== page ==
With Kim's health in question, the thoughts are that the party is ready to elect one of Kim's sons, Kim Jong Un, to the top post. Not much is known about KJI's youngest son, but he is thought to be in his mid- to late twenties. KJI has other sons, but BBC reported that one of the older sons will not be promoted because KJI thinks he is too feminine. Classic North Korea.

There are major questions around the meeting, such as if a transfer of power will take place, and how it will affect the party and its power. My questions is that, even though the chances are slim, what if this guy isn't like his father at all, and is tired of his country being the joke of the world. Could even bigger changes be coming???

Sunday, September 19, 2010

Starcraft Is Dumb

I mean, seriously. The game is like 100 years old, but Koreans still play it like it came out yesterday. Popper and I were talking about whether they would start playing Starcraft 2, and he had a good point. They will start playing when it's also 10 years old and no one plays anymore. That way, they can feel like the best.

Anyway, check out this article talking about how ridiculous the Starcraft culture is in Korea.

Monday, September 13, 2010

StarCraft is Practically Korea's National Sport ...

And America mocks you for it.

Check out this great video by Cody at cracked.com. He's doing a tutorial on a StarCraft-type game and getting destroyed by his Korean competiton. Good stuff.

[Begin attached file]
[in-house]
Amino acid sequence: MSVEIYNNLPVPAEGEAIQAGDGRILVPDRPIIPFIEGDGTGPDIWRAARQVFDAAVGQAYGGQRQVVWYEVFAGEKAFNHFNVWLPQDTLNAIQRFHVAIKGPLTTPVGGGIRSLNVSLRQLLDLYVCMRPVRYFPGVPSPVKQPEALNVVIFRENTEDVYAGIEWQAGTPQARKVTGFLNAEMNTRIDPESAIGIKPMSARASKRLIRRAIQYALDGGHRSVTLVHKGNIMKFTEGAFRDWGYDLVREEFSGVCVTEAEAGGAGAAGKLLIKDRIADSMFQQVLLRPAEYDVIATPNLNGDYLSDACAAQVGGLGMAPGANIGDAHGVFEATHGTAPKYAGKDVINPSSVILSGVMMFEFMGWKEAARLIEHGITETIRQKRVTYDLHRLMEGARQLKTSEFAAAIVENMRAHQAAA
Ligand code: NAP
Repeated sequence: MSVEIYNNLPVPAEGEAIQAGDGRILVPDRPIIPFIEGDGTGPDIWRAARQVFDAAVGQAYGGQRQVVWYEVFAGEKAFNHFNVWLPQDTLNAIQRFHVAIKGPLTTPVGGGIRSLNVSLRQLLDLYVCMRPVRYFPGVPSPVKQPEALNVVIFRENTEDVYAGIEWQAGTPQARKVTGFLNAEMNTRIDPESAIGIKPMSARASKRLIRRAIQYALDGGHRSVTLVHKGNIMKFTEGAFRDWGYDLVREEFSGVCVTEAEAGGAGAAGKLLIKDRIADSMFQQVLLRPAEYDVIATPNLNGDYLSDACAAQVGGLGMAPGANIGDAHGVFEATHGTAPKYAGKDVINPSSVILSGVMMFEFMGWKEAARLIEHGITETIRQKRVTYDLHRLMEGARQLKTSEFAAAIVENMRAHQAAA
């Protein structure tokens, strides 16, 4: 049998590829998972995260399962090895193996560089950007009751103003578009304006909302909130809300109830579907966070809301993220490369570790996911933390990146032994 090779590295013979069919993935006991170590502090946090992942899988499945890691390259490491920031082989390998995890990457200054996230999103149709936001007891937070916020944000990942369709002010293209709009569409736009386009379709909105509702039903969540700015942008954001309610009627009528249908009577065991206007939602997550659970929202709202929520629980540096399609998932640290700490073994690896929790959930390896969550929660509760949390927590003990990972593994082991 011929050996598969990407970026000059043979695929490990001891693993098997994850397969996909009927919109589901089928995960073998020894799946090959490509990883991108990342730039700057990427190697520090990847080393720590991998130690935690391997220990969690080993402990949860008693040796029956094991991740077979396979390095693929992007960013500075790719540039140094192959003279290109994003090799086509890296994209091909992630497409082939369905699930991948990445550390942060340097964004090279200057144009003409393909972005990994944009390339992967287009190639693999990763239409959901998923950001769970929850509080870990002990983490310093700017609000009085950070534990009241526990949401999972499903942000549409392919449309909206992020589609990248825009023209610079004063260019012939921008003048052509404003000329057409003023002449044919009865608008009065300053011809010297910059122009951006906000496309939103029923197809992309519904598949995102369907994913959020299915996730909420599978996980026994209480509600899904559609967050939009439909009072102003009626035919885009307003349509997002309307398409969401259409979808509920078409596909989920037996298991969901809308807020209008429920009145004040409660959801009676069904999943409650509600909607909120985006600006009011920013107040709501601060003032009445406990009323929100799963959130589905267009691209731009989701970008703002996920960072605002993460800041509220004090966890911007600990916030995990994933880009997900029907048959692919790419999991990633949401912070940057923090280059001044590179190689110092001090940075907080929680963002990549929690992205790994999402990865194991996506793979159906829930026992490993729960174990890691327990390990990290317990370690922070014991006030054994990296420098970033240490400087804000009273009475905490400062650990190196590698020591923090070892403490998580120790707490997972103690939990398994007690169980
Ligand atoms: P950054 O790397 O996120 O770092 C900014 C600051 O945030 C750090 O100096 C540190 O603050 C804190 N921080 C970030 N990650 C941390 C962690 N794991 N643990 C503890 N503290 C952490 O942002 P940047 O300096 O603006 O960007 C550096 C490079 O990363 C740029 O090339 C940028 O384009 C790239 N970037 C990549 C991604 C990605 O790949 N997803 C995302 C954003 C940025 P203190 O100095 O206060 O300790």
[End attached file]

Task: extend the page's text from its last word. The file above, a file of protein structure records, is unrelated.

Another Reunion Planned

North Korea's Red Cross is proposing another meeting of separated families between North and South Koreans.

These stories are incredibly heartwarming. Yes, it's terrible that there are people stuck across the border in the first place, but to see a family member you haven't seen since the 1950s and aren't even sure if they're alive has got to be one of the most wonderful feelings in the world.

Some really nice video always surfaces after these events happen, so I'll post that as soon as it comes out.

Here's one of the meetings from last year:

'Yoon Ki-Dal, 88, of South Korea thought such a moment would never come. After leaving his son and daughters when they were babies during the Korean War, he was able to hold the hands of his North Korean children last September. 
"Father, we thought you were dead," his daughter, who was in her 60s, told him, her face trembling.'
Again, it's just brutal that two bigger governments (The USA and USSR) could have agreed to separate an entire country and separate millions of people.

But at least there is enough cooperation for a few hundred families to meet every year. If that doesn't inspire hope, I don't know what could.

South Korean Clubs Dominate

South Korea's K-League had placed all four of its' entered clubs into the quarterfinals of the Asian Champions League. It's the first country in the history of the competition to do so.

Suwon Bluewings and Seongnam Ilwha will play each other in the quarterfinals, thereby eliminating one of South Korea's teams' chances. Jeonbuk Motors and Pohang Steelers are Korea's other two teams in the quarterfinals.

This could be a big year for the Korean clubs, who are looking to bring a 9th AFC title to the peninsula.

Sunday, September 12, 2010

Melissa's Wedding and The Whole Trip

Well, I've taken plenty of time to recuperate and I've also been pounded with a heavy work schedule since one of our teachers is on vacation. But it's time to document my time back in America.

Overall, it was really great to go home and hang out. It was a super-short time, and we really had to rush around, but seeing my family and friends, giving Jeong Mi the tour, meeting her sister and having a little break were all very nice. The one major problem was the traveling itself, which is still haunting me as I type.